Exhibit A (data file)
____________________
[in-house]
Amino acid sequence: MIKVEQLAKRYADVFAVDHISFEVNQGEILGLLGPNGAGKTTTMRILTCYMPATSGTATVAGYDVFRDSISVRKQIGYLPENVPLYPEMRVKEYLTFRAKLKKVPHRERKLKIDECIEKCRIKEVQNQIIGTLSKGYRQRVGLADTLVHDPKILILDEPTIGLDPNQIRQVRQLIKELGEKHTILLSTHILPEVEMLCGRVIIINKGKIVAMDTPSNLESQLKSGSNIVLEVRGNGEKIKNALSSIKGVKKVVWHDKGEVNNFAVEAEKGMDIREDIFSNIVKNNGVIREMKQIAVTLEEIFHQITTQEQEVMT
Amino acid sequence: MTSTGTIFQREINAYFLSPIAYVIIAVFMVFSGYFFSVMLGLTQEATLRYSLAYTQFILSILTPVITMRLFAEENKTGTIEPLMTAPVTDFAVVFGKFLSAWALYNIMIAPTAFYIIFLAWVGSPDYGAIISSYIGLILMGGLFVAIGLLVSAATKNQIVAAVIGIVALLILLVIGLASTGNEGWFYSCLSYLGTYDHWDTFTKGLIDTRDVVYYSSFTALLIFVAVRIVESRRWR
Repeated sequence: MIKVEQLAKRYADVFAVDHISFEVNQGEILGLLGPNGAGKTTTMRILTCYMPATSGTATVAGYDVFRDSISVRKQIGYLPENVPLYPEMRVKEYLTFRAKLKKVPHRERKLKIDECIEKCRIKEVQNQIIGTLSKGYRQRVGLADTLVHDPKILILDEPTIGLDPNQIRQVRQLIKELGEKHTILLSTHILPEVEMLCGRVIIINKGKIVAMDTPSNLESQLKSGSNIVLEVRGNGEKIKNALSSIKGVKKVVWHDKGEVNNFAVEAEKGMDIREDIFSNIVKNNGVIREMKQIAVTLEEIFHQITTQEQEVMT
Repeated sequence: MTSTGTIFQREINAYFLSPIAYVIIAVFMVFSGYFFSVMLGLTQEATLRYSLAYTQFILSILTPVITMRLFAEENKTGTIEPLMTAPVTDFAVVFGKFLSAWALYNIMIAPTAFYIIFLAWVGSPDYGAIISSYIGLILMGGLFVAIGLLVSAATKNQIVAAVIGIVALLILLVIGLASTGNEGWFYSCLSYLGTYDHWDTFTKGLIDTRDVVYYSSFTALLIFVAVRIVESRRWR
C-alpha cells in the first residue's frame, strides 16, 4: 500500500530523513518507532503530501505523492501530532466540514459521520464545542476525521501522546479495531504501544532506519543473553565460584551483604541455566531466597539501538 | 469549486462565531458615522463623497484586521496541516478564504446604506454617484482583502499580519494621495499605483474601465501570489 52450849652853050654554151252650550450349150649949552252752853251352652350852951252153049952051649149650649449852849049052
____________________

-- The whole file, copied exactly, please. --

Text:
[in-house]
Amino acid sequence: MIKVEQLAKRYADVFAVDHISFEVNQGEILGLLGPNGAGKTTTMRILTCYMPATSGTATVAGYDVFRDSISVRKQIGYLPENVPLYPEMRVKEYLTFRAKLKKVPHRERKLKIDECIEKCRIKEVQNQIIGTLSKGYRQRVGLADTLVHDPKILILDEPTIGLDPNQIRQVRQLIKELGEKHTILLSTHILPEVEMLCGRVIIINKGKIVAMDTPSNLESQLKSGSNIVLEVRGNGEKIKNALSSIKGVKKVVWHDKGEVNNFAVEAEKGMDIREDIFSNIVKNNGVIREMKQIAVTLEEIFHQITTQEQEVMT
Amino acid sequence: MTSTGTIFQREINAYFLSPIAYVIIAVFMVFSGYFFSVMLGLTQEATLRYSLAYTQFILSILTPVITMRLFAEENKTGTIEPLMTAPVTDFAVVFGKFLSAWALYNIMIAPTAFYIIFLAWVGSPDYGAIISSYIGLILMGGLFVAIGLLVSAATKNQIVAAVIGIVALLILLVIGLASTGNEGWFYSCLSYLGTYDHWDTFTKGLIDTRDVVYYSSFTALLIFVAVRIVESRRWR
Repeated sequence: MIKVEQLAKRYADVFAVDHISFEVNQGEILGLLGPNGAGKTTTMRILTCYMPATSGTATVAGYDVFRDSISVRKQIGYLPENVPLYPEMRVKEYLTFRAKLKKVPHRERKLKIDECIEKCRIKEVQNQIIGTLSKGYRQRVGLADTLVHDPKILILDEPTIGLDPNQIRQVRQLIKELGEKHTILLSTHILPEVEMLCGRVIIINKGKIVAMDTPSNLESQLKSGSNIVLEVRGNGEKIKNALSSIKGVKKVVWHDKGEVNNFAVEAEKGMDIREDIFSNIVKNNGVIREMKQIAVTLEEIFHQITTQEQEVMT
Repeated sequence: MTSTGTIFQREINAYFLSPIAYVIIAVFMVFSGYFFSVMLGLTQEATLRYSLAYTQFILSILTPVITMRLFAEENKTGTIEPLMTAPVTDFAVVFGKFLSAWALYNIMIAPTAFYIIFLAWVGSPDYGAIISSYIGLILMGGLFVAIGLLVSAATKNQIVAAVIGIVALLILLVIGLASTGNEGWFYSCLSYLGTYDHWDTFTKGLIDTRDVVYYSSFTALLIFVAVRIVESRRWR
C-alpha cells in the first residue's frame, strides 16, 4: 500500500530523513518507532503530501505523492501530532466540514459521520464545542476525521501522546479495531504501544532506519543473553565460584551483604541455566531466597539501538 | 469549486462565531458615522463623497484586521496541516478564504446604506454617484482583502499580519494621495499605483474601465501570489 52450849652853050654554151252650550450349150649949552252752853251352652350852951252153049952051649149650649449852849049052